How do we identify human remains?

The case of a surgical implant found inside a Queensland crocodile has highlighted the challenges forensic scientists face when trying to identify human remains without much evidence to go on.

Did the crocodile eat a human with a surgical implant? If so, could the implant — a metal plate and some screws — be used to identify the victim? Or did the implant come from a dog?

Death by crocodile is reasonably rare. In the past decade, there have been about 67 crocodile attacks in Australia, a quarter of which were fatal.

Victim identification can be impossible in these cases, unless a body part with a unique characteristic is recovered, such as a medical device with a serial number. It’s just one of a range of potential techniques to put names and faces to hundreds of unidentified human remains in Australia.

Forensic examination of human remains is crucial to establish the person’s identity, and cause and manner of death. This way they can have a proper burial, families can get answers, death certificates can be issued and justice can be served.

It is essential for identifying missing persons, disaster victims and casualties of war.

The big three: fingerprints, teeth, DNA

When human remains are recovered, three primary scientific methods are traditionally used to identify who they belong to:

  • fingerprint analysis, which looks at the skin patterns on the tips of fingers

  • dental analysis, which looks at the teeth and any dental work, such as crowns and fillings

  • DNA analysis, which looks at DNA profiles recovered from soft or hard body tissues.

This information can then be compared to a database of fingerprint, dental or DNA records.

Implants and x-rays can also be useful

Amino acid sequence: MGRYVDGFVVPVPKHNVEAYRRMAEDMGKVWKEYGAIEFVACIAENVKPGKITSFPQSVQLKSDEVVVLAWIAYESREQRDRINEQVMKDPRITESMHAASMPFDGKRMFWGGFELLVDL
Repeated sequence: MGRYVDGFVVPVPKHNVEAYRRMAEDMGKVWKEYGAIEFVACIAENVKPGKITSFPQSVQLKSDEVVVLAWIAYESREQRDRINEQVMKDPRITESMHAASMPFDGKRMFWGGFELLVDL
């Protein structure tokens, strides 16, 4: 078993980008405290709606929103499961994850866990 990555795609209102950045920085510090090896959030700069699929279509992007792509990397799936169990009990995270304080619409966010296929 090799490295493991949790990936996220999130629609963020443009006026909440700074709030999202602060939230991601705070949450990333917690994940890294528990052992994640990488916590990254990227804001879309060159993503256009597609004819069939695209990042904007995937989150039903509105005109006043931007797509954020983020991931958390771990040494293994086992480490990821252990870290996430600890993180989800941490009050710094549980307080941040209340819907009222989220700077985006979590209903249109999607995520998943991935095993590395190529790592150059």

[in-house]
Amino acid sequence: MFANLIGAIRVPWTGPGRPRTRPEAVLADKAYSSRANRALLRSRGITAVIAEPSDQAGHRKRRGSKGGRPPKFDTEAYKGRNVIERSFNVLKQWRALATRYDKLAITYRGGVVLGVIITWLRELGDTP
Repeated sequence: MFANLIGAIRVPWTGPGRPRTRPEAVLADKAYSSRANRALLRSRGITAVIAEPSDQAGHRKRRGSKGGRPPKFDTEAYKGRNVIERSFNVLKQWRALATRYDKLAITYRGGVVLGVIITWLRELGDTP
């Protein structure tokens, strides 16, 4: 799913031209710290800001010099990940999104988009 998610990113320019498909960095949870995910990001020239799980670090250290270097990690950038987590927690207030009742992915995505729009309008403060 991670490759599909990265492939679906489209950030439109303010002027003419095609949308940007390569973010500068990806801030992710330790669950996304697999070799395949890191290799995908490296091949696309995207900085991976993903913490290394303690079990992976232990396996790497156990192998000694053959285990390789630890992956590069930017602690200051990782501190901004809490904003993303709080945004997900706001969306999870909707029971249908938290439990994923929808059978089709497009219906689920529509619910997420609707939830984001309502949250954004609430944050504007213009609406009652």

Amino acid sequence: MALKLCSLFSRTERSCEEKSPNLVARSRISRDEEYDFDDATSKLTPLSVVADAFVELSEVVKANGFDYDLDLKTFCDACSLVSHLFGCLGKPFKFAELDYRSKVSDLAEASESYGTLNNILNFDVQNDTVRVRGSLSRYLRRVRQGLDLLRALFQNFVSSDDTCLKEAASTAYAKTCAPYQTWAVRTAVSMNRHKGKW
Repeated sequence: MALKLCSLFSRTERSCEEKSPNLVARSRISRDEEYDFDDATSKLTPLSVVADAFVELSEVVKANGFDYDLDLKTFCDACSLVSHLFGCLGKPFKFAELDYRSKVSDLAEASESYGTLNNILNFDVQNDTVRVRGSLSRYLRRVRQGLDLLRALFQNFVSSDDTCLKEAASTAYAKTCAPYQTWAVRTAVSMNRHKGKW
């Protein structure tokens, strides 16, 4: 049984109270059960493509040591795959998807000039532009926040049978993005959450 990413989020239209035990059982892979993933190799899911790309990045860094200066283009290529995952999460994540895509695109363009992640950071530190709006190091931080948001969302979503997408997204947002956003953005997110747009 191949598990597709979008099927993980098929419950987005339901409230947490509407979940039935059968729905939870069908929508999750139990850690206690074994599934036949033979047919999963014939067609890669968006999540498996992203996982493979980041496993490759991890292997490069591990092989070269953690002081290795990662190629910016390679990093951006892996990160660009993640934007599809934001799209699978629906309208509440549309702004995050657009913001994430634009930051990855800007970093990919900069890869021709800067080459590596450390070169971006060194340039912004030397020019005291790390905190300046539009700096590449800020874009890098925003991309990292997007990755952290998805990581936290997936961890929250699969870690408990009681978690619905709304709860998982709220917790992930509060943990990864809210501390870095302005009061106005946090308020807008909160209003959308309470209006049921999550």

The discovery of medical implants during an autopsy can also be informative.

These include prosthetic joints, breast implants, pacemakers or dental implants. Investigators may be able to link these to patient records via their unique markings, including a trade mark, date of manufacture and serial number.

In Australia, the Australian Orthopaedic Association National Joint Replacement Registry and Australian Breast Device Registry collect and store information that can allow people who have had joint or breast surgery to be identified.

But there are no national registers of heart or dental implants. Such mandatory records would allow implants to be easily traced back to recipients or surgeons.

Forensic scientists can also compare medical images, such as x-rays or CT scans, taken before and after death.

For head images, unique features such as the sinuses or the arrangement and condition of the teeth can be compared.

Body scans can also be used to look for rarer skeletal features, such as fractures, amputations or cancer lesions.

These scientific techniques, either individually or in combination, have been successfully used to identify large numbers of missing persons or disaster victims.

Computerisation, digitisation and miniaturisation of forensic technologies have further improved the identification process. Now, fingerprints, teeth, DNA and medical images can be quickly and easily collected and searched in real time using portable instruments at the scenes of mass disasters.

But there are limits

These methods are only as good as the information we have from when the person was alive. So if someone doesn’t have their fingerprints on file and hasn’t visited a dentist recently, or if close living relatives aren’t available to provide a DNA reference sample or they’ve never had a CT scan, these methods are likely to be useless.

And if a surgical implant doesn’t have unique markings (as in the case of the Queensland crocodile), it makes the task extremely difficult.

So forensic scientists need to explore other methods.

Clues from tattoos and bones